Impairment in social cognition- the mental abilities involved in adaptive interpersonal interactions-is increasingly being recognized as a key feature of schizophrenia (SZ). Social cognitive impairment in SZ is pervasive and contributes significantly to poor functioning and overall quality of life. However, despite a growing body of literature, there is no overarching framework to satisfactorily explain the impairment seen in SZ across multiple social cognitive domains (e.g., facial affect recognition, mental state attribution. Identifying such a framework would substantially improve our understanding of the disease and could be valuable for the development of novel interventions to improve social cognition in SZ. With this as the long-term research goal, this exploratory R21 project focuses on a core feature of social information processing, the social preference system (SPS), and will evaluate whether a disrupted SPS is a plausible underlying factor for social cognitive impairment in SZ. The prioritized processing of social information is referred to as the social preference system (SPS). Examples of the SPS include: preferential orienting to social over nonsocial information (i.e., social orienting) and seeking and enjoying social over nonsocial information (i.e., social reward). When processing social information is prioritized, the opportunity to perceive and experience social stimuli and to respond appropriately increases, thereby developing social cognitive skills. Consistent with this view, emerging evidence from basic science strongly supports the critical role of the SPS in the development of social cognition. Further, unique neural areas associated with the SPS have recently been identified. Overall a disrupted SPS is a plausible explanation of social cognitive impairment in SZ. To empirically examine this possibility, we hypothesize that SZ patients have a disrupted SPS and that the downstream effect of this disruption is impaired social cognition, while nonsocial cognition is not affected by the disrupted SPS. With 35 SZ patients and 35 healthy controls over 2 years, we will employ a multi-modal approach (i.e., performance, neuroimaging and self-report questionnaires) with a focus on social orienting and social reward, and will evaluate the following scientific aims: 1) To examine whether SZ patients show a disrupted SPS and whether the downstream effect of the SPS is present in social cognition but not in nonsocial cognition;and 2) To examine whether SZ patients show aberrant neural activations related to the SPS. The findings of this project could be valuable for determining the underlying causes of social cognitive impairment in SZ and could provide insights into our understanding of social cognitive impairment in other psychiatric illnesses. In this regard, this project is consistent with the NIMH Strategic Plan I Objective 1: Promote Discovery in the Brain and Behavioral Science to Fuel Research on the Causes of Mental Disorders and with the NIMH Research Domain Criteria (RDoC) Project.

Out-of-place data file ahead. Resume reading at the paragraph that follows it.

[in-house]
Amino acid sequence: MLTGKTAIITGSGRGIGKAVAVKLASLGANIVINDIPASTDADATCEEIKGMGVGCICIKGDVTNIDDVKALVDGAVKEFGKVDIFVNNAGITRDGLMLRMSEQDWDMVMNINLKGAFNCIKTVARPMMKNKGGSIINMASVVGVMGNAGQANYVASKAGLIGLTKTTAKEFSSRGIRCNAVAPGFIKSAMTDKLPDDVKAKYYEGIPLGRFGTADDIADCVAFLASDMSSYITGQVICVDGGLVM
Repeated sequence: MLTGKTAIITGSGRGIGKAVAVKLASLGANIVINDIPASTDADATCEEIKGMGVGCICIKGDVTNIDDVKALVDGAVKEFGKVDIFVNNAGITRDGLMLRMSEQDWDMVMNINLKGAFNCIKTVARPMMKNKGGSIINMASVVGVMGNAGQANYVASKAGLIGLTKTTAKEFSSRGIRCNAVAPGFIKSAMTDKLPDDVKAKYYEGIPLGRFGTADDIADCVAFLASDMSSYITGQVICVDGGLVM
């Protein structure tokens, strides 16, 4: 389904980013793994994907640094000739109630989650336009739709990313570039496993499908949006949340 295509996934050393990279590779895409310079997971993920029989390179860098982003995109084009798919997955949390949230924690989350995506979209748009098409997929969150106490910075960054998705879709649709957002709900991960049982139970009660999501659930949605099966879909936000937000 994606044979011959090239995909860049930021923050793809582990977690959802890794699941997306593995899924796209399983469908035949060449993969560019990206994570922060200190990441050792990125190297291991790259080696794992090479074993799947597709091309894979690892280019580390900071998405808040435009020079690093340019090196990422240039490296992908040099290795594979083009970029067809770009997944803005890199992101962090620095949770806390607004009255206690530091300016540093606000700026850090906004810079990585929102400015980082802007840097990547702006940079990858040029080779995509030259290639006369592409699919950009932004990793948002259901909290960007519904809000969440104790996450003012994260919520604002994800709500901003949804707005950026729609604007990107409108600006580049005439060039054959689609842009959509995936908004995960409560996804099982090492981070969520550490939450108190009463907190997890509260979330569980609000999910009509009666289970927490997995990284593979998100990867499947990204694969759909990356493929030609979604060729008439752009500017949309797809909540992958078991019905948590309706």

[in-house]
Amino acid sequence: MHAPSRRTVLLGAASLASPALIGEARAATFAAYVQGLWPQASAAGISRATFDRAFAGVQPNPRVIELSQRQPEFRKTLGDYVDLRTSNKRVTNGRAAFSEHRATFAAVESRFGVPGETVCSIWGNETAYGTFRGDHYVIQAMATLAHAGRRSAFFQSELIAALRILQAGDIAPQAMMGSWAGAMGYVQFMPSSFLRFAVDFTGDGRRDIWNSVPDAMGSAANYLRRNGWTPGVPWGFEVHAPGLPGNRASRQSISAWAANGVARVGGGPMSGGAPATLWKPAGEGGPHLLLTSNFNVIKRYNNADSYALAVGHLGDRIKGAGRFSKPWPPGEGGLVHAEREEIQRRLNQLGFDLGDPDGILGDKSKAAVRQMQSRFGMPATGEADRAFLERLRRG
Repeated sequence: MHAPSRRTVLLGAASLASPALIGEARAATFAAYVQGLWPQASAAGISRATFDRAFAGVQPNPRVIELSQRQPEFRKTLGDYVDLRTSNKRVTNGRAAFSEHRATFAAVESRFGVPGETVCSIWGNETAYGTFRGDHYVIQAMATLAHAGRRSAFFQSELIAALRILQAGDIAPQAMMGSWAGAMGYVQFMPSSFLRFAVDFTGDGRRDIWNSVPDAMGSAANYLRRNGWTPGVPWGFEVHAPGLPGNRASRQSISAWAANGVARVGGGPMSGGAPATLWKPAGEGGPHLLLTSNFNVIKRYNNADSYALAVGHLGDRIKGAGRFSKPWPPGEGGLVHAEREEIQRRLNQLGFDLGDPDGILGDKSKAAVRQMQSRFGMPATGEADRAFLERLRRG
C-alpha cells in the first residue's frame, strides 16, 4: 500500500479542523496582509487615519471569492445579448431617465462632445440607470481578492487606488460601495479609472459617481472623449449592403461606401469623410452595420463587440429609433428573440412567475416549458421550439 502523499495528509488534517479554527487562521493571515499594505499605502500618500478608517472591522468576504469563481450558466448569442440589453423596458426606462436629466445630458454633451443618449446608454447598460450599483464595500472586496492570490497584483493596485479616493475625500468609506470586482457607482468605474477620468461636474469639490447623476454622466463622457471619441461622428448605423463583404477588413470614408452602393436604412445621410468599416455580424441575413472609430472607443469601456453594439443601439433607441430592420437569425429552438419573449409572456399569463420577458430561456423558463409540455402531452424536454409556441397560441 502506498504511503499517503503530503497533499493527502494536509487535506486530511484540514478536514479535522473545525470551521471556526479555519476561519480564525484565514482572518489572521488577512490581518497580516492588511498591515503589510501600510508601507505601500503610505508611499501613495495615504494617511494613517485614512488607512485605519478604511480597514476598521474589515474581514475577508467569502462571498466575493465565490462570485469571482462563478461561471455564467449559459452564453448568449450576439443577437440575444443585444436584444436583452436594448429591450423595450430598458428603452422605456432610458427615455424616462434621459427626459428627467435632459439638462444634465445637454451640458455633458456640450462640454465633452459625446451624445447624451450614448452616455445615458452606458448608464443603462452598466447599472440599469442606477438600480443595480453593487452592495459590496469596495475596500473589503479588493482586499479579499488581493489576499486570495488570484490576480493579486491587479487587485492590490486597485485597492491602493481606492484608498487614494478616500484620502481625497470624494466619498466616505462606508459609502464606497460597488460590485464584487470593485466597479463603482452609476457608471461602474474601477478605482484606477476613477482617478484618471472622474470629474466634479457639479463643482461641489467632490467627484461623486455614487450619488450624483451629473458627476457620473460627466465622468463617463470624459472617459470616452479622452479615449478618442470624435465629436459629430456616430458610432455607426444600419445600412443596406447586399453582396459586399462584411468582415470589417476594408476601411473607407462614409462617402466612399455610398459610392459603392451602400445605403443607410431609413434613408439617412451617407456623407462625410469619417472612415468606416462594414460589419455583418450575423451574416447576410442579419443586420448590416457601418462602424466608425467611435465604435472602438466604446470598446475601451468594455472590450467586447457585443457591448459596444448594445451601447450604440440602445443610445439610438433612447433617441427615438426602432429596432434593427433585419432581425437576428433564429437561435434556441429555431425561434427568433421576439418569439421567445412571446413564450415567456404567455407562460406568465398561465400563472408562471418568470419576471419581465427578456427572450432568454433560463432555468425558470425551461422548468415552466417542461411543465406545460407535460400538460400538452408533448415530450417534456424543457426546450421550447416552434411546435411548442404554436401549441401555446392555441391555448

Public Health Relevance

This exploratory R21 project focuses on a core feature of social information processing, the social preference system (SPS), and will evaluate whether a disrupted SPS is a plausible underlying factor for social cognitive impairment in SZ at both behavioral and neural levels. The findings of this project could be valuable for determining the underlying causes of social cognitive impairment in SZ and could provide insights into our understanding of social cognitive impairment in other psychiatric illnesses.

Agency
National Institute of Health (NIH)
Type
Exploratory/Developmental Grants (R21)
Project #
1R21MH102567-01A1
Application #
8773546
Study Section
Adult Psychopathology and Disorders of Aging Study Section (APDA)
Program Officer
Morris, Sarah E
Project Start
Project End
Budget Start
Budget End
Support Year
1
Fiscal Year
2014
Total Cost
Indirect Cost
Name
University of California Los Angeles
Department
None
Type
Overall Medical
DUNS #
City
Los Angeles
State
CA
Country
United States
Zip Code
90095